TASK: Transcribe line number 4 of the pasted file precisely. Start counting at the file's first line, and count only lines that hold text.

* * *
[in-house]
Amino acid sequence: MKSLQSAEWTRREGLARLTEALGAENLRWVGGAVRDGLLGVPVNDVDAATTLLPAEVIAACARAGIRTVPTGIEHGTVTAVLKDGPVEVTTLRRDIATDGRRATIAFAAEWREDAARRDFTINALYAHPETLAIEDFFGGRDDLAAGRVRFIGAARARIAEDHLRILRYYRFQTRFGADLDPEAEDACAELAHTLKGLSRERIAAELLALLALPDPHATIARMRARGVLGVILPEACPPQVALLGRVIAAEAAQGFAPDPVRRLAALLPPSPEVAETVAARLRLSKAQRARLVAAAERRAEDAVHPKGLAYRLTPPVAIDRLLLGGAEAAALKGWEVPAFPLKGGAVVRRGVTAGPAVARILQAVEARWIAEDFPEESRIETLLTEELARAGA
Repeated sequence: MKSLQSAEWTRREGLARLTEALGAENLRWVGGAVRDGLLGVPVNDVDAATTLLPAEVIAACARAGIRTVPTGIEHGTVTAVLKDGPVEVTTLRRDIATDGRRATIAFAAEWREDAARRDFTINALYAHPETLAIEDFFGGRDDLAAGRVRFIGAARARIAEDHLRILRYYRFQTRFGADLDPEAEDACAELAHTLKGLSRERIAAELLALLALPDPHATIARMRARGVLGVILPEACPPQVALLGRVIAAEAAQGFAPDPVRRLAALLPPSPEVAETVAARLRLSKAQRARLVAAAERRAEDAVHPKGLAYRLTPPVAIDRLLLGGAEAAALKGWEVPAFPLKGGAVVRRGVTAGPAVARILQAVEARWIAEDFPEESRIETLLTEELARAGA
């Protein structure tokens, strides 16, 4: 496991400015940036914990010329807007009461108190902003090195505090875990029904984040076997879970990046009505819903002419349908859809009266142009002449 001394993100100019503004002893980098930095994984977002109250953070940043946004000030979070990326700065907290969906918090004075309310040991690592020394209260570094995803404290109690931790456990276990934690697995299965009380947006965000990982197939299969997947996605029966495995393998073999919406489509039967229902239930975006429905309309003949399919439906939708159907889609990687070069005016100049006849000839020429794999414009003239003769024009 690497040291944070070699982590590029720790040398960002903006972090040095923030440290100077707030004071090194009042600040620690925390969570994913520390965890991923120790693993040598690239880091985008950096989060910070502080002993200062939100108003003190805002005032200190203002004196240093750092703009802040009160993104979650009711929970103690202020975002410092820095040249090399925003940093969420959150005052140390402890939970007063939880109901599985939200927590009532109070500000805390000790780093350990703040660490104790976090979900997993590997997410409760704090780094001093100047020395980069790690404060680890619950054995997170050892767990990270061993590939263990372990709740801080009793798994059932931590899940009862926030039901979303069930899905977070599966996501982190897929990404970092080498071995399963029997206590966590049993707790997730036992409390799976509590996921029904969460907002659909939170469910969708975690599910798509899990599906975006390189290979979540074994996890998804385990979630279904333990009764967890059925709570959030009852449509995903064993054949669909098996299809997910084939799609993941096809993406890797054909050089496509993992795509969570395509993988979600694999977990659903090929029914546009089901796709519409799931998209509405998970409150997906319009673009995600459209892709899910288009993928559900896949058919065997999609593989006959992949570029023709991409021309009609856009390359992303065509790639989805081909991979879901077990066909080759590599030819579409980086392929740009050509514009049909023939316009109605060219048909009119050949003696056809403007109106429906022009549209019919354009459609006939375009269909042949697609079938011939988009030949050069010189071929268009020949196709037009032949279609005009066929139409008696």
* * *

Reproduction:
């Protein structure tokens, strides 16, 4: 496991400015940036914990010329807007009461108190902003090195505090875990029904984040076997879970990046009505819903002419349908859809009266142009002449 001394993100100019503004002893980098930095994984977002109250953070940043946004000030979070990326700065907290969906918090004075309310040991690592020394209260570094995803404290109690931790456990276990934690697995299965009380947006965000990982197939299969997947996605029966495995393998073999919406489509039967229902239930975006429905309309003949399919439906939708159907889609990687070069005016100049006849000839020429794999414009003239003769024009 690497040291944070070699982590590029720790040398960002903006972090040095923030440290100077707030004071090194009042600040620690925390969570994913520390965890991923120790693993040598690239880091985008950096989060910070502080002993200062939100108003003190805002005032200190203002004196240093750092703009802040009160993104979650009711929970103690202020975002410092820095040249090399925003940093969420959150005052140390402890939970007063939880109901599985939200927590009532109070500000805390000790780093350990703040660490104790976090979900997993590997997410409760704090780094001093100047020395980069790690404060680890619950054995997170050892767990990270061993590939263990372990709740801080009793798994059932931590899940009862926030039901979303069930899905977070599966996501982190897929990404970092080498071995399963029997206590966590049993707790997730036992409390799976509590996921029904969460907002659909939170469910969708975690599910798509899990599906975006390189290979979540074994996890998804385990979630279904333990009764967890059925709570959030009852449509995903064993054949669909098996299809997910084939799609993941096809993406890797054909050089496509993992795509969570395509993988979600694999977990659903090929029914546009089901796709519409799931998209509405998970409150997906319009673009995600459209892709899910288009993928559900896949058919065997999609593989006959992949570029023709991409021309009609856009390359992303065509790639989805081909991979879901077990066909080759590599030819579409980086392929740009050509514009049909023939316009109605060219048909009119050949003696056809403007109106429906022009549209019919354009459609006939375009269909042949697609079938011939988009030949050069010189071929268009020949196709037009032949279609005009066929139409008696």